Randy’s only solo comes in the first act as Paul Tibbets, the pilot who dropped the Atomic Bomb from his plane, the Enola Gay. Dressed in a full, clean, crisp Air Force khaki uniform, a young and somewhat drunken and brash Tibbets meets Leo in a local bar, where Leo states, “Are you sure you’re old enough?” when Paul orders a drink. His response, along the lines of, ”If I’m old enough to fight & die for my country, I’m old enough to drink,” reminds me very much of young Justin in the Liberty Diner. But this scene is when Randy truly shines, belting out a magnificent “Stars & Stripes.” Very powerful!
We don’t get to see much of Randy for the first part of the second act, other than in a very cute number where the ladies, dressed in “Rosie the Riveter” type costumes, sing "The Holes in the Donuts," a song about the secrecy involved in the manufacture of the bomb itself. Randy appears in a heavy trench coat & a fedora pulled over his eyes, to escort away one of the ladies who “talked too much.”
When Randy reappears as a more mature Tibbets later on, he is dressed in traditional “flyboy” costume, complete with leather bomber jacket and white scarf. He is now a decorated Special Forces Pilot and runs into Leo again at a bar. With backs to the audience, they sit at that table again, and quickly realize they are "in" on the same secret. He spends the time commiserating with Leo, who is having more than second doubts about the bomb, now that Germany has surrendered.
As the scientists continue to struggle with the monumental consequences that their invention could bring, and actually start a petition to stop the bomb, we see how the politicians and military have the ability & control to keep the project moving forward. In a very powerful scene, played on three parts of the stage, we see Randy, still in his leather jacket and now with helmet & goggles, suspended high in the rafters’ stage right, in the “cockpit” of the Enola Gay, while stage left Leo sings about his regrets and Oppenheimer at center stage sings about the glory.
For those of you who are planning to see the show I won’t tell you about how the scene plays out where the bomb is dropped, but I will say it begins once again with the Japanese couple and it’s intense without being melodramatic.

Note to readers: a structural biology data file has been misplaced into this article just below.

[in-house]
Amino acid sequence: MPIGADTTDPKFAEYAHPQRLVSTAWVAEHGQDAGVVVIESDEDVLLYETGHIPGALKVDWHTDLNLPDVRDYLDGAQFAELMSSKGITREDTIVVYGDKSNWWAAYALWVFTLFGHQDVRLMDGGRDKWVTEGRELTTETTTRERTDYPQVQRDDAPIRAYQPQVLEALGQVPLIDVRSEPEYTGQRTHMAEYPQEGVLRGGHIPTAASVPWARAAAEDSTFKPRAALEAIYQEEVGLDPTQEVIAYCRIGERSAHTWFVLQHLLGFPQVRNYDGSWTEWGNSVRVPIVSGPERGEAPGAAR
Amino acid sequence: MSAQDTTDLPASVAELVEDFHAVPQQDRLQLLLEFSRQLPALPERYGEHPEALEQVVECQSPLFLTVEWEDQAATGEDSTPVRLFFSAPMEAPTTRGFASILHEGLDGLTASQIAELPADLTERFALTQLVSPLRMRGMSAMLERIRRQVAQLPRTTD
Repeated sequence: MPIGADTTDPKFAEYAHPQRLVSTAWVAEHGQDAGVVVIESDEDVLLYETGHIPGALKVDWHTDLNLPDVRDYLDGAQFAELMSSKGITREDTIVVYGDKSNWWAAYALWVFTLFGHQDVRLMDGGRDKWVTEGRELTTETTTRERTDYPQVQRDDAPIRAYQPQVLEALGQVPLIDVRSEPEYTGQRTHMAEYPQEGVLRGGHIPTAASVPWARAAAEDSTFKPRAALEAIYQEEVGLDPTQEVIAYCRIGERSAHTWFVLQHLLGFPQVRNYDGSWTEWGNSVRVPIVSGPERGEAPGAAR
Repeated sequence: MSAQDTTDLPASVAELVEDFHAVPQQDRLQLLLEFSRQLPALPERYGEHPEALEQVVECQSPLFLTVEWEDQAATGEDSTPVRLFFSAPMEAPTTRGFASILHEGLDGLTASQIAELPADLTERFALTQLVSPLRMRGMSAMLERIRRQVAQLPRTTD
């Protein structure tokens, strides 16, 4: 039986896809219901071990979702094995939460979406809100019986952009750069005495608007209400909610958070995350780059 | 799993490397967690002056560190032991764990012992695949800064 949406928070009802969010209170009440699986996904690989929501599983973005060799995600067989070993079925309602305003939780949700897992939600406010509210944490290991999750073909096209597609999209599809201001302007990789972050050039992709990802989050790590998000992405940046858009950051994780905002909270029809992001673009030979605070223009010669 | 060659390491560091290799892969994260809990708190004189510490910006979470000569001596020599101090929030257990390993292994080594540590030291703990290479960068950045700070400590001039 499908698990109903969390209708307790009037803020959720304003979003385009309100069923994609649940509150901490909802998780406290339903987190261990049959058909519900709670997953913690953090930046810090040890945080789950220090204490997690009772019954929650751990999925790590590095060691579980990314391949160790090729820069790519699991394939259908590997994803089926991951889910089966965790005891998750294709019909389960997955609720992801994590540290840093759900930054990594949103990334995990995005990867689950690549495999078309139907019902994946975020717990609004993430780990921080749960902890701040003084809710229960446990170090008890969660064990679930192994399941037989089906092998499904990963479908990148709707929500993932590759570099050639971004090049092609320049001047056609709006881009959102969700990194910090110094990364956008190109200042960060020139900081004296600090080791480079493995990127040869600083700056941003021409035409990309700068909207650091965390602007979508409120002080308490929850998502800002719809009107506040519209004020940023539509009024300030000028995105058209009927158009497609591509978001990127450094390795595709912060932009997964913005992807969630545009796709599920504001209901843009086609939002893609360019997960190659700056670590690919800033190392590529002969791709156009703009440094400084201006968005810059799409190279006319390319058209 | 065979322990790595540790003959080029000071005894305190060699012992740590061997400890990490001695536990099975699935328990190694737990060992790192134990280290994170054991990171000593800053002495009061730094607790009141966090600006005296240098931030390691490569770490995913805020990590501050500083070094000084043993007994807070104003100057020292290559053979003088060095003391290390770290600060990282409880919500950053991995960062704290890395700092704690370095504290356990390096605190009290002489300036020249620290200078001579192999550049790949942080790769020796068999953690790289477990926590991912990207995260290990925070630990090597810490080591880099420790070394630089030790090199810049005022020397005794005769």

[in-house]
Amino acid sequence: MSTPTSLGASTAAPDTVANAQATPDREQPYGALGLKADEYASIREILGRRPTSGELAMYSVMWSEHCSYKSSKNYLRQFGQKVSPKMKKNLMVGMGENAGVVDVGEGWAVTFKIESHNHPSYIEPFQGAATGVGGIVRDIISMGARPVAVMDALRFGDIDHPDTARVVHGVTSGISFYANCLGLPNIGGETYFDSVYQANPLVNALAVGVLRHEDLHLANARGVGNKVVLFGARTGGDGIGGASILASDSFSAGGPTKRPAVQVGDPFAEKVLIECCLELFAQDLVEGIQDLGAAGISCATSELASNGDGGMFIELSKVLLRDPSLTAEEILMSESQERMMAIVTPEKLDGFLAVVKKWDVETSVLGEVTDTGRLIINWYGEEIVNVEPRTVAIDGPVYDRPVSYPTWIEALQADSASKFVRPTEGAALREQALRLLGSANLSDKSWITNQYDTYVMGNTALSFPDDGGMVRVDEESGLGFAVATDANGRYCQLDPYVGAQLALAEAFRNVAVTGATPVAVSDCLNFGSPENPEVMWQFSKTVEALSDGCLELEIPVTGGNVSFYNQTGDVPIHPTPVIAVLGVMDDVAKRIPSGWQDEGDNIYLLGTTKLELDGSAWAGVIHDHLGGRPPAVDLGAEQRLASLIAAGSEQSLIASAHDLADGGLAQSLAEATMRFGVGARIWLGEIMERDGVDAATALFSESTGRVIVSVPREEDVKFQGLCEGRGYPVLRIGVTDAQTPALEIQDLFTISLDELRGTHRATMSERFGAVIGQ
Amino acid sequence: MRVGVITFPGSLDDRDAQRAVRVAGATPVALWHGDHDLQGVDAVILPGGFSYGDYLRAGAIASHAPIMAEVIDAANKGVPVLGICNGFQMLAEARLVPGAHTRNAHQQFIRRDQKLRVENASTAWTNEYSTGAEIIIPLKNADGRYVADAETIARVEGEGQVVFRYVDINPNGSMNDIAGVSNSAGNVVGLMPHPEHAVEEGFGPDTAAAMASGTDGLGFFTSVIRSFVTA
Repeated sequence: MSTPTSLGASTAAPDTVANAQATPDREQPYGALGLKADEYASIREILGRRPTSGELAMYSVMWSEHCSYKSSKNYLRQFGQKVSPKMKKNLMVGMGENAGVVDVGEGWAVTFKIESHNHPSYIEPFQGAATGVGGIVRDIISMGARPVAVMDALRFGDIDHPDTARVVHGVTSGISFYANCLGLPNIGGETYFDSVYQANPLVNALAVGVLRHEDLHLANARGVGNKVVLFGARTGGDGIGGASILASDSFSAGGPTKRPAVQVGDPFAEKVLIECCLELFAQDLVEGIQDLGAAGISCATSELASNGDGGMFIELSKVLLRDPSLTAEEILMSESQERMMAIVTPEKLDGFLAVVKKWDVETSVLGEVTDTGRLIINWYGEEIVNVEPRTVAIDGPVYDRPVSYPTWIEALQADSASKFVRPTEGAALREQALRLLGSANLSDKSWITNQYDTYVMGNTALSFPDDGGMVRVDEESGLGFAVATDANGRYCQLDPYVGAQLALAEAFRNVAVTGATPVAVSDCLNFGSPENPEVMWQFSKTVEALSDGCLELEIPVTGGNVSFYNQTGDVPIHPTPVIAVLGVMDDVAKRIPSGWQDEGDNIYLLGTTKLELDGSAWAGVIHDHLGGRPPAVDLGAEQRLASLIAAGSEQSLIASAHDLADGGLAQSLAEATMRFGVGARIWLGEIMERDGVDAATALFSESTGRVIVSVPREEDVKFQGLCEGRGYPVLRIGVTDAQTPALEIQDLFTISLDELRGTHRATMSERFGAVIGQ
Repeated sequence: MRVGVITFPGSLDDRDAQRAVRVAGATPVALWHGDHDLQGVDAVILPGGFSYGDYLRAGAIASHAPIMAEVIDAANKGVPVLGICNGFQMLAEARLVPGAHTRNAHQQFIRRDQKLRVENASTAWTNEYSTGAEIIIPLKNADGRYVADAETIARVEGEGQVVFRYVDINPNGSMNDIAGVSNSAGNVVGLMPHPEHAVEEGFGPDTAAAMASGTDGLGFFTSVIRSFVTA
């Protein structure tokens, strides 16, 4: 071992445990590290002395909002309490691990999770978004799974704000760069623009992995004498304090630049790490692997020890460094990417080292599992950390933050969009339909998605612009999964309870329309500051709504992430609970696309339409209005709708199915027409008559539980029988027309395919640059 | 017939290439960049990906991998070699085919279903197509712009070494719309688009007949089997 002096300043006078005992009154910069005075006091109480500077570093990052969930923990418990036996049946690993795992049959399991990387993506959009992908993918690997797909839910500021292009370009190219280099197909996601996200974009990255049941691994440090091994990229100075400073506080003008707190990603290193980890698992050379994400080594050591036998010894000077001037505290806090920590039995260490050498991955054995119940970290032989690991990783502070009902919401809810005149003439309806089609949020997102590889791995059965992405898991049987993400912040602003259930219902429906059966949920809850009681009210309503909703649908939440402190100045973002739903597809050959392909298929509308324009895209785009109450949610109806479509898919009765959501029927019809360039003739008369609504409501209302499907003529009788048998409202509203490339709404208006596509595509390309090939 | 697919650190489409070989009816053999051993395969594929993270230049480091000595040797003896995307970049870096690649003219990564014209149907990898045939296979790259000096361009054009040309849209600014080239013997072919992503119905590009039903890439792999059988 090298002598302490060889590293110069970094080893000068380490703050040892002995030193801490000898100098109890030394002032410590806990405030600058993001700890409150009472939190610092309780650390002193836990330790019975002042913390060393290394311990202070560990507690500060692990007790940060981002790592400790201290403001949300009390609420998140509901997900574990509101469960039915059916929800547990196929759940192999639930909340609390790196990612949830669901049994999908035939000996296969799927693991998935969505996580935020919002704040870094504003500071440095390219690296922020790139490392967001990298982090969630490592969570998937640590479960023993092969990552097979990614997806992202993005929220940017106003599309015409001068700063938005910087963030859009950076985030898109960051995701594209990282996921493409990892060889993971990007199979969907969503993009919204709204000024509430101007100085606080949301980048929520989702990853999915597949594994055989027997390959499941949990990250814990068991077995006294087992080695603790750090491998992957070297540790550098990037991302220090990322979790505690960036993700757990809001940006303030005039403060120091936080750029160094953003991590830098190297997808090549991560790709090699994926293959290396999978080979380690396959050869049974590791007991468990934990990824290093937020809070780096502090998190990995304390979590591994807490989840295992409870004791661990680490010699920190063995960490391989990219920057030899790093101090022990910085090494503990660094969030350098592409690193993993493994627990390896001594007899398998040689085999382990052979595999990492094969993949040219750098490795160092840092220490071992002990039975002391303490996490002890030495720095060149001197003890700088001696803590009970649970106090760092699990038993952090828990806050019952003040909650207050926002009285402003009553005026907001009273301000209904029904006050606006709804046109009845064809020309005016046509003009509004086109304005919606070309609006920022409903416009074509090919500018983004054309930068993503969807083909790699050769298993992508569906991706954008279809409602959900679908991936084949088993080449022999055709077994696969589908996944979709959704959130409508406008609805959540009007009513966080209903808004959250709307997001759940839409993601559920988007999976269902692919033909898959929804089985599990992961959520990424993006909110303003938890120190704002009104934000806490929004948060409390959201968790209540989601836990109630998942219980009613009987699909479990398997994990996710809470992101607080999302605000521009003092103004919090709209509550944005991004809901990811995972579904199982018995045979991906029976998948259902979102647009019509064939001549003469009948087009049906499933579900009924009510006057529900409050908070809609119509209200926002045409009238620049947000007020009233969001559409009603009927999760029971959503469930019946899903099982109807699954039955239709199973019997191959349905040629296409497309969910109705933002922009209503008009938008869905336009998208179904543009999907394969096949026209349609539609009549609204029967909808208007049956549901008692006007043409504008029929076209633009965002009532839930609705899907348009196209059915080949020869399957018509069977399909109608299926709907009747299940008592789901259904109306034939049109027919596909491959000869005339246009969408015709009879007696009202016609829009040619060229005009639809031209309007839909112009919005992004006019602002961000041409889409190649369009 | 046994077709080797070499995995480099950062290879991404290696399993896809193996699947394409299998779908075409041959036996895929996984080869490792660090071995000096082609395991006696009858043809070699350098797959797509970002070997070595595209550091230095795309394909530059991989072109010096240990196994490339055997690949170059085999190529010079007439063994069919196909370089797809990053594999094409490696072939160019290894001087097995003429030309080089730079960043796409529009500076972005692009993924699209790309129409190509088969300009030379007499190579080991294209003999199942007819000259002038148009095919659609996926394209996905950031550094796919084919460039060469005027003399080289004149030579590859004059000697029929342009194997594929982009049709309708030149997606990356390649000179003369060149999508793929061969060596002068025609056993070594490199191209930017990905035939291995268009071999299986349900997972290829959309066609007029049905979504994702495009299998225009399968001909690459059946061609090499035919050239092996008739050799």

The scene now shifts to several years later, about the time of the US inquiries and we see the scientists once again seated at THE table. They are drinking and talking about how being a part of the project has changed their lives. The song they sing, "What I Tell Myself," works very well with the sense of confusion they feel about their involvement & their struggle to come to terms with it. Teller is older, and more an accepted part of the group. He’s dressed in brown & beige checked pants, a green dotted shirt with a blue sweater around his neck. He is supposed to report to the official inquiry in the morning.
The play ends with Leo, who has cured his own cancer by inventing radiation treatments, and Trude finally finding peace and the chance to start their life together. And truthfully, after some pretty powerful scenes in the play, I felt the ending lacked a little. At first the audience wasn’t even sure of it WAS the end of the play or just the scene.
I saw Randy very briefly after the play. He was dressed in a blue Henley shirt and denim cut-off shorts. When I congratulated him on the play, saying something like, “I really enjoyed it, it was great,” he smiled and replied, “It will be!” I will be heading back for another viewing on Sunday… so I can come back here and fix all the things I know I misremembered the first time!